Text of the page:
Macbook Password resettable

Hi All, I thought this would be a good place for some advice on this topic as there are a lot of folks here that know tons about security and also about the Mac. I recently read that the macbook password can be reset with the original disk that came with the mac. Hence if I lost my computer or it were stolen, someone could easily reset the password and have access to all of my files...luckily my passwords and other vital info. are encrypted in 1P, so that is not a concern. Anyhow, I learned that with that same disk you can change a firmware setting that will prevent resetting of the password. Do you advise that I make that change? Have most of you?

Thanks!

Comments

  • jpgoldbergjpgoldberg Agile Customer Care

    Team Member
    Hi EJ. Welcome to the forums!

    EJ Griffin wrote:
    I recently read that the macbook password can be reset with the original disk that came with the mac.

    This is true.

    Hence if I lost my computer or it were stolen, someone could easily reset the password and have access to all of my files...luckily my passwords and other vital info. are encrypted in 1P, so that is not a concern.

    Again, this is correct. As I frequently say (some would observe that I'm overly fond of saying this) we designed the 1Password data format with the knowledge that some people would have their computers stolen. Thus, we built in security to make it resistant to very sophisticated attacks.

    I can (and have) gone on at great length about this. But let me get back to your question.

    Anyhow, I learned that with that same disk you can change a firmware setting that will prevent resetting of the password. Do you advise that I make that change? Have most of you?

    Setting the firmware password is possible and is done for exactly this reason. It makes it more difficult for someone to boot your system from a CD or DVD or external drive.

    But, and this is an important point, if someone has physical access to a machine and is sufficiently determined, they can also get around the firmware password. Clearing the firmware password is possible by doing some hardware manipulation on the machine.

    In the most extreme case (and nobody would really need to go to such an extreme) someone could rip out your hard disk and put in in their own machine.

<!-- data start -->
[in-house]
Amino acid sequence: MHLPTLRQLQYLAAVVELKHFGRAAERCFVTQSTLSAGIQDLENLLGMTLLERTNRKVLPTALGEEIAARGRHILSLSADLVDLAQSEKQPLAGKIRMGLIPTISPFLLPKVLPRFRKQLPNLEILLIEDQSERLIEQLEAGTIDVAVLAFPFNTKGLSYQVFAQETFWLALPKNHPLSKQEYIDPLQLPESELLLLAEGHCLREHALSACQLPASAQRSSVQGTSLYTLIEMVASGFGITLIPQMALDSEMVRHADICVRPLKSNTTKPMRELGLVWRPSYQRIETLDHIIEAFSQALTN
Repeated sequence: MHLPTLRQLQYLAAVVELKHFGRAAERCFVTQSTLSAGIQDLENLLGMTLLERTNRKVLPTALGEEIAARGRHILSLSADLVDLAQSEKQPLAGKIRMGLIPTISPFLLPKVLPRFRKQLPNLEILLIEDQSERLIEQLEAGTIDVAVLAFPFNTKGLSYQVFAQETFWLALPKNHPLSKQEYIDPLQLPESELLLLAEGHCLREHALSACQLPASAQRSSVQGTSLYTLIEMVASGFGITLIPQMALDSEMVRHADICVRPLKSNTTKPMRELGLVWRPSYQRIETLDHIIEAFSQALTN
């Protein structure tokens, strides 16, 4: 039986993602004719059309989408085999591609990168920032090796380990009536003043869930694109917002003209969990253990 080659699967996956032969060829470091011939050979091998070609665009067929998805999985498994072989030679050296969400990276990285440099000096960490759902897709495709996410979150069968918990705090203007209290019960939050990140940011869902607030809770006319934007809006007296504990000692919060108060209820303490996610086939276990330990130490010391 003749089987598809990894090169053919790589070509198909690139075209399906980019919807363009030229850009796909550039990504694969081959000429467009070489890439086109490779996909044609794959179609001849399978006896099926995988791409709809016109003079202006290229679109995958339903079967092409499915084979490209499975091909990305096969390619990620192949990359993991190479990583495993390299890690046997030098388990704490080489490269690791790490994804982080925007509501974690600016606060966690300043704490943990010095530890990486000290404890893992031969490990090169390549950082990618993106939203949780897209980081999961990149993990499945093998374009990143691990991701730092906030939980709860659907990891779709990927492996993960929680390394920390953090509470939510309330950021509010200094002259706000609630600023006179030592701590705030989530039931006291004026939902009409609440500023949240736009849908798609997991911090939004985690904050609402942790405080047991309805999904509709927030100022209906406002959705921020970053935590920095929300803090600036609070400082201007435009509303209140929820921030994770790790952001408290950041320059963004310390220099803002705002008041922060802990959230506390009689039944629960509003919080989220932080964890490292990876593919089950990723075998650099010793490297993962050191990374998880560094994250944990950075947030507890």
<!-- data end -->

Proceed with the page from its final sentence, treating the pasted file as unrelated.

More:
So the only complete way to protect the secrecy of data on your disk, should the machine be stolen, is encryption. You already use 1Password for your Internet logins and credit cards and such. You may also wish to look at Knox for Mac, another one of our products that makes it easy to manage encrypted disk volumes. That is what I do for secret data that isn't really suitable for 1Password.

    Personally, I do use a firmware password on my laptop. The intent isn't so much to keep my data protected, but to prolong the time before a thief will replace the operating system. I have installed Undercover, a system that "phones home" once I report the Mac stolen. So the firmware password is to delay the thieves from wiping the machine.

    I'm sorry for the long winded answer. In security matters, things are rarely simple. We do our best to make great security easy and convenient for everyone, but once you scratch the surface, the answers get complicated.

    I hope that this helps.

    Cheers,

    -j
  • edited May 2011
    Thanks for the info.
  • khadkhad Social Choreographer

    Team Member
    On behalf of Jeff, you are quite welcome! :-)

    If we can be of further assistance, please let us know.

    We are always here to help!
  • Penelope PitstopPenelope Pitstop Junior Member
    A typically excellent response Jeff.

    At the risk of going a little off topic.

    On the subject of disk encryption, I've avoided FileVault up until now due to the Time Machine compatibility issues and reliability scare stories I've read.

    I understand that Lion is improving FileVault to use whole disk encryption and eliminates this problem whilst making Time Machine backups encrypted too. Does this new version of FileVault have any implications for 1PW or DropBox sync?
  • khad wrote:

    On behalf of Jeff, you are quite welcome! :-)

    If we can be of further assistance, please let us know.

    We are always here to help!

    By the way, am loving 1P. Just found the keyboard shortcut for 'go and fill logins'...excellent and also discovered how to deal with a website that requires a Captcha entry.
  • jpgoldbergjpgoldberg Agile Customer Care

    Team Member

    I understand that Lion is improving FileVault to use whole disk encryption and eliminates this problem whilst making Time Machine backups encrypted too. Does this new version of FileVault have any implications for 1PW or DropBox sync?